Content management systems, such as WordPress, are the architecture behind millions of websites on the internet. A CMS allows users, even those who lack extensive programming knowledge, to manage and coordinate content flow to their website in a way that’s organized, effective, and easy.

WordPress has a market share of 35% of the websites on the internet, according to W3Techs. That’s over a third of all websites—crazy, right? That being said, for content-oriented websites, why even consider another option?

This is where Drupal comes in. But what is Drupal? As the web’s leading content management framework, it provides a level of modularity that you won’t find in a CMS such as WordPress. A CMS is a web application used primarily for managing content, but a framework such as Drupal lays the foundation for a content-heavy website that is able to be customized in very robust ways.

Drupal vs. WordPress

The best way for the average user to appreciate what Drupal is, is to compare it to a much popular open-source content system, WordPress. WordPress’s core functionality is to provide users with a system that allows them to manage both static and dynamic pages of their website. WordPress supports a plugin architecture and template system, both of which have received massive contributions from its community.

When you navigate to a WordPress website, it’s often easy to see that it’s powered by WordPress. WordPress websites generally have the same structure, same URL and file naming convention, and other key giveaways. However, you’ve probably been to dozens of websites powered by Drupal without ever knowing it. This is due to how customizable and flexible Drupal is.

Drupal is more of an enterprise solution for creating dynamic websites. It sets a robust codebase that developers can customize and build upon to do much more than create blogs or news sites. 

While WordPress is modular in the sense that you can always install third-party plugins and integrations, Drupal is modular at its very core—it’s meant to be customized, extensively so that you can shape Drupal into an e-commerce site, intranet, forum, social networking site, and much more.

How Drupal Was Built

Drupal incorporates a lot of popular web technologies, but the majority of its code is in PHP, with MySQL powering the database side. Drupal is completely open-source, so you can feel free to check out all of the code behind it whenever you want.

Drupal incorporates elements of HTML5, YAML, Twig, jQuery, Backbone.js, and more. The more of these technologies you’re familiar with, the better you’ll be at building Drupal into a customized solution. 

However, Drupal only requires you to know the basics of HTML to begin building dynamic pages and creating a functional website.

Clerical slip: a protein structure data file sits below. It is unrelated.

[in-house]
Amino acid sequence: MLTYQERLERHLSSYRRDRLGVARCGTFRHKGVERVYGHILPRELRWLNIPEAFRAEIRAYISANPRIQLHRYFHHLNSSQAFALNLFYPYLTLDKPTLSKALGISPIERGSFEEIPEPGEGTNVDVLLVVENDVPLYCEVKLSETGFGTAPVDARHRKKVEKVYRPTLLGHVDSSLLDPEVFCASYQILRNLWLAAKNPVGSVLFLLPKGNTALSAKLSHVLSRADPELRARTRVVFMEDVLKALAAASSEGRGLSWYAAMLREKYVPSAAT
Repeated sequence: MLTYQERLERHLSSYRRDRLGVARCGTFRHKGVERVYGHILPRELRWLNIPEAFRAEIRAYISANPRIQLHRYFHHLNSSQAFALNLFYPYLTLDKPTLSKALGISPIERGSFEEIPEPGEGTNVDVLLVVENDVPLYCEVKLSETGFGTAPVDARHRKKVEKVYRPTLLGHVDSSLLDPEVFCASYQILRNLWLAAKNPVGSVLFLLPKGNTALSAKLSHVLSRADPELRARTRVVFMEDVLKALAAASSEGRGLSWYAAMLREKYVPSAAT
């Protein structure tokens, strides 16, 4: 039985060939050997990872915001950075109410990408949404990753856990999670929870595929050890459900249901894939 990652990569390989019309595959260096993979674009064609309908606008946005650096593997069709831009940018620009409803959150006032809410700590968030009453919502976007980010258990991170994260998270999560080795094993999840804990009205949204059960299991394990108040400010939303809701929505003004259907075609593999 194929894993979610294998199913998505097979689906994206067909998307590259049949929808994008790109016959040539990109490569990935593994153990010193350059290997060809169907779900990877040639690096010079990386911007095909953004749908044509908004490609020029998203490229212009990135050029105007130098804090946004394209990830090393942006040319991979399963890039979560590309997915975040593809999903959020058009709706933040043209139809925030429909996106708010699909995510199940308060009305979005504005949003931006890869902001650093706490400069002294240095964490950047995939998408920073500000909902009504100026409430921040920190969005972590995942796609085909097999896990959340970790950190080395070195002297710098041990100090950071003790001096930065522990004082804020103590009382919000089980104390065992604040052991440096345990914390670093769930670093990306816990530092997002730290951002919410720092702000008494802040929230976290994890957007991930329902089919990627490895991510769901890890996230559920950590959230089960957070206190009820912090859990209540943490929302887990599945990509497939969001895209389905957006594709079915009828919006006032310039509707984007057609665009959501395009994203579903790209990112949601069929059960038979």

Drupal Hooks Explained

Like WordPress, Drupal supports modularization for adding more to it than what you get out of the box. To fully understand and appreciate how this works, you’ll need to understand Drupal’s hooks system.

In Drupal, think of a module as a collection of PHP files that enable extended functionality not available in Drupal’s core. Hooks are a way for these modules to interact with other modules or the core. Drupal’s core ships with a long list of supported hooks that you can read more about here.

Without getting into the confusing technical jargon behind hooks, you can think of them as simple event listeners that alter Drupal’s core behavior. Invoking a hook effectively allows you to “borrow” the functionality from another module, or Drupal’s core, and add it to your own module.

So, while WordPress plugins offer the instant plug-and-play gratification of enabling a new and complete feature, Drupal’s hooks are more developmental and designed for use across one or many other modules.

How to Get Drupal

Drupal’s latest version, Drupal 8, can be downloaded at the official Drupal website. On this same page, you’re able to get a list of all modules, themes, distributions, and translations. Other recommended versions can be found here.

While the official site’s Evaluator Guide will show you how to deploy a temporary local demo of Drupal 8, there are several web-based solutions for achieving this. OpenSourceCMS.com is our favorite, and it will allow you to use a public, self-resetting Drupal demo or even request your own instance with a lifetime of 24 hours.

While Drupal is completely free to download, it’s not entirely “free” in the sense that it’s going to require quite a lot of development. WordPress is much more community-driven than Drupal, and within a day you can probably set up a WordPress site using a custom theme and suite of plugins.

Drupal, as a framework, requires much more work under the hood. If you yourself aren’t a web developer, expect to hire someone with experience coding and designing on the platform.

So, in summary, what is Drupal? It’s one of the most powerful and robust content management frameworks, allowing developers to create fully customizable websites that can powerfully deliver content but don’t have to revolve entirely around content—an important difference from WordPress.

Did you learn anything new about Drupal or have a question that this article didn’t address? Drop us a comment below and let us know!



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